A hold or assert that one person has on the property of another to procure payment of a debt or other obligation is referred to as a lien. Common examples are property tax liens, mechanic's liens, judgment liens and mortgage liens. From the standpoint of the property owner, a lien is an encumbrance on a title.
Property Tax Lien
Property tax liens result from the right of government to collect taxes from property owners. At the beginning of each tax year, a tax lien is put on taxable property. It is removed when the property taxes have been paid. If they are not paid, the lien gives the government the right to force the sale of the property in order to collect the outstanding taxes.
Strata of Liens
Liens don’t transfer title to land. In most states, the debtor retains title unless the lien is foreclosed. Whenever there’s more than 1 lien against a property, the lien that was listed first usually has the maximum priority in the event of foreclosure (exceptions to this rule are Attorney 's liens, property tax liens and subordination agreements). Property tax liens are almost always superior to other liens.
Voluntary and Involuntary Liens
A voluntary lien is a lien created by the property owner. A mortgage lien is a good illustration of a lien; the owner willingly creates a lien against land in order to borrow cash. An involuntary lien is created by operation of law. Cases are land tax liens, judgment liens and mechanic's liens.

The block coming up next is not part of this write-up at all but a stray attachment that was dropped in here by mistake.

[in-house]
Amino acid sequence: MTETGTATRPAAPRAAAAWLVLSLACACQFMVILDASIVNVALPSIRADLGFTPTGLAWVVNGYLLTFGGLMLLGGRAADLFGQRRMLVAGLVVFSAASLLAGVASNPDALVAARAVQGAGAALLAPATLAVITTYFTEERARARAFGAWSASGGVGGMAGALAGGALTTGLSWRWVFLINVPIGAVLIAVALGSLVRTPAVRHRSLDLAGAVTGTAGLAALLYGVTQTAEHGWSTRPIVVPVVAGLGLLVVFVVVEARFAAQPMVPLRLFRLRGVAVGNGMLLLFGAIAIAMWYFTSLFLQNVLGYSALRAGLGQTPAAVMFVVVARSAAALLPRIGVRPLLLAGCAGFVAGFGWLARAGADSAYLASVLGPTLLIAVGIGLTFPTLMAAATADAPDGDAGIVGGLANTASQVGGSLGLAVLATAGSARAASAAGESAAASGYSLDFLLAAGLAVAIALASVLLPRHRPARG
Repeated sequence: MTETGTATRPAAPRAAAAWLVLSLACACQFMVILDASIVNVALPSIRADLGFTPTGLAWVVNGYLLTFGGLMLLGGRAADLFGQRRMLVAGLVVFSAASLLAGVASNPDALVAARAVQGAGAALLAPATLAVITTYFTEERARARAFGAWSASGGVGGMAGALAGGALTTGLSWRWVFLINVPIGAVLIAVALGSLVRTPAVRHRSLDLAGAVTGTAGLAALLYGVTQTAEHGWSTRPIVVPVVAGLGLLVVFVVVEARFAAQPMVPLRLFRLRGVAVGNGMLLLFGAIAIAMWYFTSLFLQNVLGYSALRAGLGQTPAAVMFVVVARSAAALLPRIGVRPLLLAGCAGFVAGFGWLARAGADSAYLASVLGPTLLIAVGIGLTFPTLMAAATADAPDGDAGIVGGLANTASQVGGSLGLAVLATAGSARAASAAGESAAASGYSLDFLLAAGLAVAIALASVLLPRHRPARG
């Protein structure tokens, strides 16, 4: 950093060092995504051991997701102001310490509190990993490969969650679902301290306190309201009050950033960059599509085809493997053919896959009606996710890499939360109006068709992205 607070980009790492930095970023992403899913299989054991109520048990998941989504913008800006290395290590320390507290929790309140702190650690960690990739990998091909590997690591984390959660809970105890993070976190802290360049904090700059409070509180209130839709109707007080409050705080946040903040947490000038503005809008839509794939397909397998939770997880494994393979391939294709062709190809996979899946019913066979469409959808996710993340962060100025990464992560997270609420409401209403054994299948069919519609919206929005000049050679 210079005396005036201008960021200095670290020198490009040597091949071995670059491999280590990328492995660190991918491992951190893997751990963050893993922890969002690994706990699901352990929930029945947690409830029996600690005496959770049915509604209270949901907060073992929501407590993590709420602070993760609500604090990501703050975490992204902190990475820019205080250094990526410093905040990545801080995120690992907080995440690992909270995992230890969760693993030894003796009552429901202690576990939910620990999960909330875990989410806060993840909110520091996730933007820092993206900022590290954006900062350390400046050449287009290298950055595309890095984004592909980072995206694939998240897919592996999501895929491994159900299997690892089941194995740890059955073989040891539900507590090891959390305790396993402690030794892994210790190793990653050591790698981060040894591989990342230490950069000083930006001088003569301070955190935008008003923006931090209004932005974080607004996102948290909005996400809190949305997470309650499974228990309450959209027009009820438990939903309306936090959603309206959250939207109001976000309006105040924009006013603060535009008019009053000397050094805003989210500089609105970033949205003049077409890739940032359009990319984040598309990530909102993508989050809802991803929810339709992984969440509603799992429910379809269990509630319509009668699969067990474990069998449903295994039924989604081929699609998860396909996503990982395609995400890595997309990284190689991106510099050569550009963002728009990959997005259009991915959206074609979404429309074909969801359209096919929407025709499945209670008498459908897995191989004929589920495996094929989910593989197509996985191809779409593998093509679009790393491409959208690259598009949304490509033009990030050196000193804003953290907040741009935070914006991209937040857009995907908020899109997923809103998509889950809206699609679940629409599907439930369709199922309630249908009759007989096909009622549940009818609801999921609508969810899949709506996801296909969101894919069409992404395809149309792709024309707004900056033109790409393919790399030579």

The party holding the lien is known as the lienor. Cases of lienors are mortgage creditors, judgment holders and tax authorities. The party whose land is subject to the lien is referred to as a lienee. The terms lienor and lienee apply whether the lien is either voluntary or involuntary, general or specific.
Particular and General Liens
A unique lien is a lien on a specific property. A property tax lien is a unique lien since it is a lien against a specific property and no other. Thus, if a person owns five parcels of land scattered during a specified county and neglects to pay the taxes on one of these parcels, the county can induce the sale of only that 1 parcel; others cannot be touched. Mortgages and mechanics's liens will also be particular liens in that they apply to just the property receiving the materials or labour. In contrast, a general lien is a lien on all of the property of a person in a specific jurisdiction. By way of instance, a judgment is a lien on all of the debtor's land in the county or counties where the judgment has been filed. Federal and state tax liens are also general liens.